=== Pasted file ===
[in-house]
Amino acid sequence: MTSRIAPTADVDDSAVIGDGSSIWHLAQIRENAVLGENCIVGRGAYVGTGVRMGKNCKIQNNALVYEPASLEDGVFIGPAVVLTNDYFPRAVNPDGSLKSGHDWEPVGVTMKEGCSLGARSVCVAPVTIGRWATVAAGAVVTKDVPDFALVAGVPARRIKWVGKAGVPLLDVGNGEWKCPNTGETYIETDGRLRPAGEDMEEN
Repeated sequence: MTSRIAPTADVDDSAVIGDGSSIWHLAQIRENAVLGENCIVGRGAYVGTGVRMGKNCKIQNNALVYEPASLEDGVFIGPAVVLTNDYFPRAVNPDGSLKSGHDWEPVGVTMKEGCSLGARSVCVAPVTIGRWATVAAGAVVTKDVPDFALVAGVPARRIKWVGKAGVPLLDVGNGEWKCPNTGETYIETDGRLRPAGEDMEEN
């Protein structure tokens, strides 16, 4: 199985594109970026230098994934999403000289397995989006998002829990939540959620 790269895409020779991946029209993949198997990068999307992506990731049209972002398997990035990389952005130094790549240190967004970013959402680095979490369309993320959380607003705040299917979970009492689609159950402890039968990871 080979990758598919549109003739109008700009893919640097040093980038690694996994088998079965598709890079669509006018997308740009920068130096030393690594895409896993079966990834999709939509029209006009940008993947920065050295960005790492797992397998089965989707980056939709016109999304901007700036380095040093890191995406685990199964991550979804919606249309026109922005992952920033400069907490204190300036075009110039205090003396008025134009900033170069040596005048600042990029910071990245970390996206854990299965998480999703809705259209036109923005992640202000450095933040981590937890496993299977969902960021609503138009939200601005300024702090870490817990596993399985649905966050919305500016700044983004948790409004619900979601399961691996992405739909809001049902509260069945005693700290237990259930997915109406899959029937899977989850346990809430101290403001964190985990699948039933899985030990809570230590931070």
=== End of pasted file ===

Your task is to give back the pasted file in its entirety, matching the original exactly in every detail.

[in-house]
Amino acid sequence: MTSRIAPTADVDDSAVIGDGSSIWHLAQIRENAVLGENCIVGRGAYVGTGVRMGKNCKIQNNALVYEPASLEDGVFIGPAVVLTNDYFPRAVNPDGSLKSGHDWEPVGVTMKEGCSLGARSVCVAPVTIGRWATVAAGAVVTKDVPDFALVAGVPARRIKWVGKAGVPLLDVGNGEWKCPNTGETYIETDGRLRPAGEDMEEN
Repeated sequence: MTSRIAPTADVDDSAVIGDGSSIWHLAQIRENAVLGENCIVGRGAYVGTGVRMGKNCKIQNNALVYEPASLEDGVFIGPAVVLTNDYFPRAVNPDGSLKSGHDWEPVGVTMKEGCSLGARSVCVAPVTIGRWATVAAGAVVTKDVPDFALVAGVPARRIKWVGKAGVPLLDVGNGEWKCPNTGETYIETDGRLRPAGEDMEEN
């Protein structure tokens, strides 16, 4: 199985594109970026230098994934999403000289397995989006998002829990939540959620 790269895409020779991946029209993949198997990068999307992506990731049209972002398997990035990389952005130094790549240190967004970013959402680095979490369309993320959380607003705040299917979970009492689609159950402890039968990871 080979990758598919549109003739109008700009893919640097040093980038690694996994088998079965598709890079669509006018997308740009920068130096030393690594895409896993079966990834999709939509029209006009940008993947920065050295960005790492797992397998089965989707980056939709016109999304901007700036380095040093890191995406685990199964991550979804919606249309026109922005992952920033400069907490204190300036075009110039205090003396008025134009900033170069040596005048600042990029910071990245970390996206854990299965998480999703809705259209036109923005992640202000450095933040981590937890496993299977969902960021609503138009939200601005300024702090870490817990596993399985649905966050919305500016700044983004948790409004619900979601399961691996992405739909809001049902509260069945005693700290237990259930997915109406899959029937899977989850346990809430101290403001964190985990699948039933899985030990809570230590931070």